Westwind's teen riders bond as members of equestrian team

Courtesy of Kristina Sumina
Kristina Sumina competes in a recent event as part of Westwind Community Barn’s equestrian team.

Horseback riding may seem like an individual sport, but since 2016, a group of local girls has formed a tight team around it.

“I love IEA for not only giving me an opportunity to compete more often, but (also for) bringing me into a tight-knit and kind community,” said team member Kristina Sumina, who completed eighth grade at Bullis Charter School in June.

Sumina is among the 28 girls who form the Interscholastic Equestrian Association team hosted by Westwind Community Barn in Los Altos Hills. They practice monthly and compete in regional horse shows. In their short history, Westwind riders have competed on regional and national levels.

In addition to their accomplishments in the sport, Westwind’s high school and middle school teams have formed strong bonds and learned foundational skills in working with horses, according to Torie Dye, co-coach of the team alongside Heather Franco.

“I’ve seen a lot of them kind of make friends with each other through the team, which is always fun to see,” Dye said. “And then kind of supporting each other as part of the same team.”

The IEA is a national organization that coordinates horseback riding competitions, culminating at the national level.

The season begins in September and ends in late spring. Barns across the United States host teams of middle and high school riders who practice together and travel to compete in regional horse shows, at which they vie for ribbons as individual riders or as a team.

Near the end of March, regional competitions serve as qualifications for zone finals; California, Hawaii and Nevada form Zone 10. A top-three placement at Zone Finals guarantees a spot at the national competition in Pennsylvania.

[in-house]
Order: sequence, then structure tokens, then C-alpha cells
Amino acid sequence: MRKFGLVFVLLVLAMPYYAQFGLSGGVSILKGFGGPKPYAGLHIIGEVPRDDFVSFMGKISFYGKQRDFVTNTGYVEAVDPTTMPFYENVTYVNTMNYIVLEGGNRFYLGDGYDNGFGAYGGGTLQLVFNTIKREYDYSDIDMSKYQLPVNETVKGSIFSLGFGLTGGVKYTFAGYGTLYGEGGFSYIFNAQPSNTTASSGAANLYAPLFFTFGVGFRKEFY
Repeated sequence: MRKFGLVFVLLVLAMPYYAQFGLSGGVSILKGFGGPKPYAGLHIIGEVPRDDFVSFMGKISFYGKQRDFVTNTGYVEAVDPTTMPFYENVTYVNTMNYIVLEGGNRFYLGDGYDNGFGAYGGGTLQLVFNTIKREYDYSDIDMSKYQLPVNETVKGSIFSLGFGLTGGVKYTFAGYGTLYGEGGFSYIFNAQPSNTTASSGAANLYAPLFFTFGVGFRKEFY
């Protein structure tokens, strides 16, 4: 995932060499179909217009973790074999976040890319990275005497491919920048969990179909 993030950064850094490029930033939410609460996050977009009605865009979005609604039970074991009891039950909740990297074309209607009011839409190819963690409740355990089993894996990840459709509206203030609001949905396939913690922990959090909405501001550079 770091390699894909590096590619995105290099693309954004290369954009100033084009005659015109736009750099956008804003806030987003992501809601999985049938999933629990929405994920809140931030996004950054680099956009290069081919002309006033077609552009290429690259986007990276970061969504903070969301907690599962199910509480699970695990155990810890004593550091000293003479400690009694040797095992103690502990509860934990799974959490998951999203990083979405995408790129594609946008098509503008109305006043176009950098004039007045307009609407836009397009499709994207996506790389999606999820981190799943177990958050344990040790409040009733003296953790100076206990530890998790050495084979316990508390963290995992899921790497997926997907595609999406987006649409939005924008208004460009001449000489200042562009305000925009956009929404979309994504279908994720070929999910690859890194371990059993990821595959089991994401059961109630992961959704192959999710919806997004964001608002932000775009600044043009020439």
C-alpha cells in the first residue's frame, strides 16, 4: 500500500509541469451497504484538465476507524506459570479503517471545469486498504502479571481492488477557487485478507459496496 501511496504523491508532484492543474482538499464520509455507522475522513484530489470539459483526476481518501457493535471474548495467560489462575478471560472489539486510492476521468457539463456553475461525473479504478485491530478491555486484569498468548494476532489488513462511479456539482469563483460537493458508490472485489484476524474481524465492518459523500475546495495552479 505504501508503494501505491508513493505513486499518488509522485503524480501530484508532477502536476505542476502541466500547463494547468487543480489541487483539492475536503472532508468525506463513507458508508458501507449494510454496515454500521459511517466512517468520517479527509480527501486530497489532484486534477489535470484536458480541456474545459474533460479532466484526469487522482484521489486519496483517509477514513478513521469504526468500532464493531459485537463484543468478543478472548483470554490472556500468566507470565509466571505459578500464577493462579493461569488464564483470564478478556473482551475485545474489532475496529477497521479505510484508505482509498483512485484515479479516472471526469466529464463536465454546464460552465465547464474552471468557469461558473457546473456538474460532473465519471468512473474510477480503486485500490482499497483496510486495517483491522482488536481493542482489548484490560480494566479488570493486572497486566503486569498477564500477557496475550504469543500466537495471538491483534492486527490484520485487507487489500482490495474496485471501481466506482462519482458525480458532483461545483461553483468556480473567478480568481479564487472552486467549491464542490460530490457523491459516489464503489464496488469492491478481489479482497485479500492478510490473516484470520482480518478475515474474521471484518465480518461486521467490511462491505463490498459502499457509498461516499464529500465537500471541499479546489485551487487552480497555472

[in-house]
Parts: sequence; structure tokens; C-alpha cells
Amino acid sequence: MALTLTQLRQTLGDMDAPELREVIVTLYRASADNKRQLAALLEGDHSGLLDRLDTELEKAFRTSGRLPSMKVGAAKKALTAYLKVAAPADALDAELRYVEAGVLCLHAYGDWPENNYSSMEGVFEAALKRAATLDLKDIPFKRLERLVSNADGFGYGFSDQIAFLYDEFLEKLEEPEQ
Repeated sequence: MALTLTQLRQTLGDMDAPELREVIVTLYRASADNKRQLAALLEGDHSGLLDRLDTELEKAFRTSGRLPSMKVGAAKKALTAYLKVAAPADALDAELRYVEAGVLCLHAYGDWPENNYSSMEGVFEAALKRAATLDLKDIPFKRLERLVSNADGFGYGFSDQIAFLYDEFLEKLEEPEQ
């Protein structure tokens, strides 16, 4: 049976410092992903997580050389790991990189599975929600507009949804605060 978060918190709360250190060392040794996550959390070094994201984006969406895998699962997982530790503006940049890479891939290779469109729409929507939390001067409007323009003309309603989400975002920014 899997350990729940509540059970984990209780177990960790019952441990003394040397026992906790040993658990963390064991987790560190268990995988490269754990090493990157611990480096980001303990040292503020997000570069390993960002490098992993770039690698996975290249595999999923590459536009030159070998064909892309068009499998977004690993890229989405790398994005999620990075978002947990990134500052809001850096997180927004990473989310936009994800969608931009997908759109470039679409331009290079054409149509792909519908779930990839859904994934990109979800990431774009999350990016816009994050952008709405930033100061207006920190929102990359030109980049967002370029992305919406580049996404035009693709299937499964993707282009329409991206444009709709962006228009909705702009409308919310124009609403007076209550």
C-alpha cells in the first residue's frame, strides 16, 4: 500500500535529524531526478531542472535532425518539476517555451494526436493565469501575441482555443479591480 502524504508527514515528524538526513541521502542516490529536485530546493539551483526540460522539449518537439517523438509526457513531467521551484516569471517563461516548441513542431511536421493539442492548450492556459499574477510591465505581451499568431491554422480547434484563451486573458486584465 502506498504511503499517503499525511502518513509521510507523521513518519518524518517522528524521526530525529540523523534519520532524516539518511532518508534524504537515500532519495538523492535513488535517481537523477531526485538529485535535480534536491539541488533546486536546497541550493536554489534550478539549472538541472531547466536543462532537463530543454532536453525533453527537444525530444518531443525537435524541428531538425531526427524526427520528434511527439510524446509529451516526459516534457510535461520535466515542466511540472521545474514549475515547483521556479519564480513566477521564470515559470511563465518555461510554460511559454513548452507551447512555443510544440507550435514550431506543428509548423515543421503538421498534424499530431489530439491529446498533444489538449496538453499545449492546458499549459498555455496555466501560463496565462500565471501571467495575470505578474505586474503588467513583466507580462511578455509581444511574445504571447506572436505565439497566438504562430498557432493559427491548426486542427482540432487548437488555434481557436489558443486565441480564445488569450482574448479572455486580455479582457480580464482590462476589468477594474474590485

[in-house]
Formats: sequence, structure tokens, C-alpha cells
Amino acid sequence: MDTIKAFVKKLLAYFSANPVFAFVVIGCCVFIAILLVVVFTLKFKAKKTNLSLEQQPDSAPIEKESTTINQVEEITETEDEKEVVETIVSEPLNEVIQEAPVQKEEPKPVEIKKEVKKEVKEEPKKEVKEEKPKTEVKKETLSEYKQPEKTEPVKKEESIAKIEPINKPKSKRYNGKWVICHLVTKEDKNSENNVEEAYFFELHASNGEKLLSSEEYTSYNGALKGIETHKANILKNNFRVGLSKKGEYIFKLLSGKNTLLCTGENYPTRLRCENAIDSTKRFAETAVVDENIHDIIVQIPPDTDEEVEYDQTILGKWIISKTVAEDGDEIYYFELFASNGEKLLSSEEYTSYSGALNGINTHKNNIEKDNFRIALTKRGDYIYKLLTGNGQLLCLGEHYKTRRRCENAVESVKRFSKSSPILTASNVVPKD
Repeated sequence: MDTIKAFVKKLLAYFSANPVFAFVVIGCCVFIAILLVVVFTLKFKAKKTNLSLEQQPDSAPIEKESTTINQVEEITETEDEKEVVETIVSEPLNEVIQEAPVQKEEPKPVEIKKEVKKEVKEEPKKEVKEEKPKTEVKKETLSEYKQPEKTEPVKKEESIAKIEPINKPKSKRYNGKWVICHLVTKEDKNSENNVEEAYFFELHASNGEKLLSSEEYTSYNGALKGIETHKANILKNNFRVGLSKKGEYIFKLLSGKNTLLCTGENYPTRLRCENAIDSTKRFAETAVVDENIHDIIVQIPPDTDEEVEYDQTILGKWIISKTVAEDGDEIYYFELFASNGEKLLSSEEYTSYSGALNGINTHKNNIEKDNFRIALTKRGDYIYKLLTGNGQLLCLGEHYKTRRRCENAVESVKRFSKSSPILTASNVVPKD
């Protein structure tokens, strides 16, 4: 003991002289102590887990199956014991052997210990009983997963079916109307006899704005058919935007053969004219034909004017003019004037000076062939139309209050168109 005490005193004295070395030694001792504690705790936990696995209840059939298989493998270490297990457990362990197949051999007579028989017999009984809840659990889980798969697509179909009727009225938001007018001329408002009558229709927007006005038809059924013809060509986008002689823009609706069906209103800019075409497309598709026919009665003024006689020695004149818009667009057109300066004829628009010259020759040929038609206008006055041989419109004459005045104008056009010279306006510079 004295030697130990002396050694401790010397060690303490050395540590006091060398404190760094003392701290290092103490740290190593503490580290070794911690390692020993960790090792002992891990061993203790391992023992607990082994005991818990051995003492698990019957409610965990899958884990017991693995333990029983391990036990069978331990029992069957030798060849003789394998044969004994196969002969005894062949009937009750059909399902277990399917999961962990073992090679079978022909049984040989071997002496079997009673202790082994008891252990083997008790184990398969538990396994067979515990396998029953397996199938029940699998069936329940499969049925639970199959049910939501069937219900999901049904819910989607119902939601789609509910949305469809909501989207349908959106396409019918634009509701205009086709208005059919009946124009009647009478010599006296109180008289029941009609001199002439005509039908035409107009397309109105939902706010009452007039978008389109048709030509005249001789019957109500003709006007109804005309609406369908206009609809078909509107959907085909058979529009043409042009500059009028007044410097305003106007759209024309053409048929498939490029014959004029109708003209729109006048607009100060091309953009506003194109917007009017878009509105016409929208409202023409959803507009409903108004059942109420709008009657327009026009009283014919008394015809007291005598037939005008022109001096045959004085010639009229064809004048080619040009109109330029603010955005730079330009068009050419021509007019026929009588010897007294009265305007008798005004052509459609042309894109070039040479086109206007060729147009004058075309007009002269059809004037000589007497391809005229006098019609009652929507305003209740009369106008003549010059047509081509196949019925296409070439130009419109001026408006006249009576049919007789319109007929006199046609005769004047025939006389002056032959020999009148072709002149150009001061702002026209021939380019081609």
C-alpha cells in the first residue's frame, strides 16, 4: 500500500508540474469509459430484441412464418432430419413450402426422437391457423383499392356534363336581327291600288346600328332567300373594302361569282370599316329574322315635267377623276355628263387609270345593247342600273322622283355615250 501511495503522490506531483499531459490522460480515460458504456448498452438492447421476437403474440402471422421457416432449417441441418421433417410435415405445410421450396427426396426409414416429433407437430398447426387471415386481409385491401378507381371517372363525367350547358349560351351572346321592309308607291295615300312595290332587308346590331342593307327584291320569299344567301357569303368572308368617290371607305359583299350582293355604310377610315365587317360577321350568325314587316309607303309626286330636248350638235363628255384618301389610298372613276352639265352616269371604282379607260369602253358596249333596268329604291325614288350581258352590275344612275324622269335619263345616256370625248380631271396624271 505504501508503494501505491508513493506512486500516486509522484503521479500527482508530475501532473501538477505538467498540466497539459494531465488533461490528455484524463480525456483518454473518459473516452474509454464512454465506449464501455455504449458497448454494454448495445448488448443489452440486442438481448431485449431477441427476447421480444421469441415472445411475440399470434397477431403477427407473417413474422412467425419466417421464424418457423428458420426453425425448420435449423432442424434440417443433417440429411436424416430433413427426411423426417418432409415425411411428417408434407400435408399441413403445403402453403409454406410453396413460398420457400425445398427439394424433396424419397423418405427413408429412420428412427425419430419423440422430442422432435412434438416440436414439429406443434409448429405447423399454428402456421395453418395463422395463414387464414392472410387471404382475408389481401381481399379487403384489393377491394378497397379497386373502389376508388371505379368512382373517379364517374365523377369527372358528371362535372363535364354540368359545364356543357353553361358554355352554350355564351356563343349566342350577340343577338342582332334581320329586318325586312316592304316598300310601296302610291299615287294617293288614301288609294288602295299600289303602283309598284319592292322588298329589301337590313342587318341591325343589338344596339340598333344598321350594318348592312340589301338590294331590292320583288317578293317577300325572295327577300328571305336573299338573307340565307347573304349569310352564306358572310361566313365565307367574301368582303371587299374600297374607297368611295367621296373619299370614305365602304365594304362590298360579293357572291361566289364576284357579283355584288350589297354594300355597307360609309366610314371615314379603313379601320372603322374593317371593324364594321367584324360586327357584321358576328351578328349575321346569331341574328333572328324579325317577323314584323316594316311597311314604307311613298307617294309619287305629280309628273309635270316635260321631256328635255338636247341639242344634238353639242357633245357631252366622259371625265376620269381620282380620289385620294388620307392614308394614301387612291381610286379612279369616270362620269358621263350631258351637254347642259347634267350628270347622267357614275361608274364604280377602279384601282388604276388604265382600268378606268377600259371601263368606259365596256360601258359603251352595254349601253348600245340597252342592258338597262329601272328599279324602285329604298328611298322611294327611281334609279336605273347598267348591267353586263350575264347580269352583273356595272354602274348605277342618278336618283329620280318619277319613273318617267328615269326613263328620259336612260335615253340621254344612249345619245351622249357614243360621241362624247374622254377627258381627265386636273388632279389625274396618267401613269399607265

IEA emphasizes “putting kids on more of an even playing field,” Dye noted. Barns that host each show provide the horses and equipment; horses are assigned to competing riders by a random draw.

Only the top riders in each geographic zone qualify for nationals. In the 2018-19 season, Westwind IEA did not advance to nationals, but riders took home several fourth places at Zone 10 Finals. A wall inside Westwind Barn is fully swathed in a sea of ribbons from shows throughout the season.

Although the team missed this season’s national competition, several riders mentioned that they did improve due to their years practicing. In that time, they have also formed closed friendships within the team.

“I love how welcoming the entire team is … and has always been,” Sumina said. “I really feel like I can trust my entire team without any negative competition between us.”

Official IEA team practices take place the first Monday of each month during the season. Because competitions are based on luck of the draw, coaches Dye and Franco teach riders how to keep the horse under control and clearly communicate with it, “whether or not the horse is behaving,” according to Dye. For example, new riders first learn how to tell the horse to stop.

In competitions, riders can be paired with a compliant horse, but they may also have to compete on an uncooperative one – and that’s when the skills they have learned may be best put to use. Coaches may also ask for a re-ride, in which the rider recompletes the competition course with a different horse.

“The Westwind team is super spunky,” said Sara Eberle, a rising senior at Los Altos High School. “We always find a way to make the best of every event, even if it doesn’t turn out the way we want it to.”

IEA also exposes the girls to the equestrian world, which Mountain View High School rising sophomore Avery Martin is interested in entering professionally as a coach.

“I’m just getting to meet tons of different people, and riding tons of different horses gives me a lot of experience going into a career, possibly in riding horses, and training them, and just gives me a lot of experience with different horses and how to handle them,” Martin said.

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